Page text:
They are ALWAYS on. The on off button is just a mute button.
The capacitors in them are mostly low quality.
IF you get an early BWR and it works you WILL be recapping it soon.
I would recap it now as the TDA7374 can be blown out when the caps go bad.
There are more than 40 ecaps in them.
The board in my model (version 2) is prone to solder pads breaking and coming off.
look for a film on the board around the capacitors if it is there clean the board.
Replace ALL small capacitor in the unit, even on the display. You can usually skip the 10000uf main filter cap.
If your tda7374 is bad it can be replace with a tda7375. Ebay has them for $6 to $12

My impression of the sound from this radio, since I had never heard one before.
It is very good. I would compare it to a ported 2 way bookshelf speaker with a 5 or 6 inch woofer and a 2 inch tweeter.
Contrary to what I have been reading it is stereo. Confirmed with some songs with discrete channels.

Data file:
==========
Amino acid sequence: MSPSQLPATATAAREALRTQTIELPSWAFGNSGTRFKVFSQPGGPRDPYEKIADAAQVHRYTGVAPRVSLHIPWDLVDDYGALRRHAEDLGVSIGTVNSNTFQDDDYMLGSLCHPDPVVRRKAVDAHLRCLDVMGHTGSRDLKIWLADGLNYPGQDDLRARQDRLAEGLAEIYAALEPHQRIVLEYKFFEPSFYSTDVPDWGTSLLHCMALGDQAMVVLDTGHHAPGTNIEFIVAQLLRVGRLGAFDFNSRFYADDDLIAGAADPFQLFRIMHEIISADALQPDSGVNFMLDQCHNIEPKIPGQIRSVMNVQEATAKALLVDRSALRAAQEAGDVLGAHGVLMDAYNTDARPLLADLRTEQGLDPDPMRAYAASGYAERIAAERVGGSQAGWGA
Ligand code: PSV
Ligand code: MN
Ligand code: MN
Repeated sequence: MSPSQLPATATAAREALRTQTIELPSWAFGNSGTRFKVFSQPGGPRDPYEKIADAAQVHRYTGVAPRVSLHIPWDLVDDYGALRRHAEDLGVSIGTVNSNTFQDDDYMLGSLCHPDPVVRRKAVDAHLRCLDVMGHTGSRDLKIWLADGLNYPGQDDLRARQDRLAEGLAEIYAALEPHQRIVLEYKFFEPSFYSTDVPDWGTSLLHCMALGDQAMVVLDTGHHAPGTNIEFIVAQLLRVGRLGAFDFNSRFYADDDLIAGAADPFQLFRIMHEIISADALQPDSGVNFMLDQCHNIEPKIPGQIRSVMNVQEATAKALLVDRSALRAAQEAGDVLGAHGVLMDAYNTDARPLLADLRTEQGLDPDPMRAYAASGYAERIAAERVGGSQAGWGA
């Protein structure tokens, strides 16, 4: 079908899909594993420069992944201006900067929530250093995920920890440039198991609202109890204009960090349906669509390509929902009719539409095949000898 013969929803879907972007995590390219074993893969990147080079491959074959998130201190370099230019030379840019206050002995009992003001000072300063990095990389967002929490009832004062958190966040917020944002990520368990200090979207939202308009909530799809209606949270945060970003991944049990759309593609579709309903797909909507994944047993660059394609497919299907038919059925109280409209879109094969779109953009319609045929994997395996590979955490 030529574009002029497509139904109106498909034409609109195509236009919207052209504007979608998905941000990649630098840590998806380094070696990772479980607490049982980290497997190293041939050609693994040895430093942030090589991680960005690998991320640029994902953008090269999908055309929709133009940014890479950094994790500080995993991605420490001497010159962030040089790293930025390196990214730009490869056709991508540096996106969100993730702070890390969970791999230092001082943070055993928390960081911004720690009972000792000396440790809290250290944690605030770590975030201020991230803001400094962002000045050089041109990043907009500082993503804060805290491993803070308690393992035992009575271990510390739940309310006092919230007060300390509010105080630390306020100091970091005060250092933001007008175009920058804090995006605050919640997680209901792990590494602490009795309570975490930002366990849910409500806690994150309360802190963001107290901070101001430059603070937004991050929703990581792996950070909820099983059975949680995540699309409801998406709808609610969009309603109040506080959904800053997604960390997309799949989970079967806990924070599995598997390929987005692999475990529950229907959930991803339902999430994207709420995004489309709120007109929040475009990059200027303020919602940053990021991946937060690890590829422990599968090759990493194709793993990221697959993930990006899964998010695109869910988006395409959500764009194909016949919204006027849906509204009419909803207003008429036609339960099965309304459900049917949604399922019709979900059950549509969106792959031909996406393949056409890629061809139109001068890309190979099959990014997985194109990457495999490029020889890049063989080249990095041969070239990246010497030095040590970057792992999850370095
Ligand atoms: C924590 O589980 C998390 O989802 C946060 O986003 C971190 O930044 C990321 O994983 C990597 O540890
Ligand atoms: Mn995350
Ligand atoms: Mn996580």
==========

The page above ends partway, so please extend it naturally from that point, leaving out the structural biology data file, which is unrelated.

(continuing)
The left speaker is the mid range "woofer" (and left channel) with low frequency sound channeled through a port by the right speaker. The right speaker is mid to high range as well as right channel.
A big part of the sound is the built in equalizer, I would liken its output to the "loudness" button on an older stereo or the old smiley face on a graphic equalizer.
The TDA7374 is interesting, it is a Dual Bridge audio amplifier for car radios.

My radio has an external AM antenna which has relatively good sensitivity. Newer versions have a loopstick.

I will be keeping this one as I made several mistakes working on it that I corrected but would not in good conscience sell to someone else. I will keep an eye out for them as they sell for $125+ on ebay.

Some schematics are available here.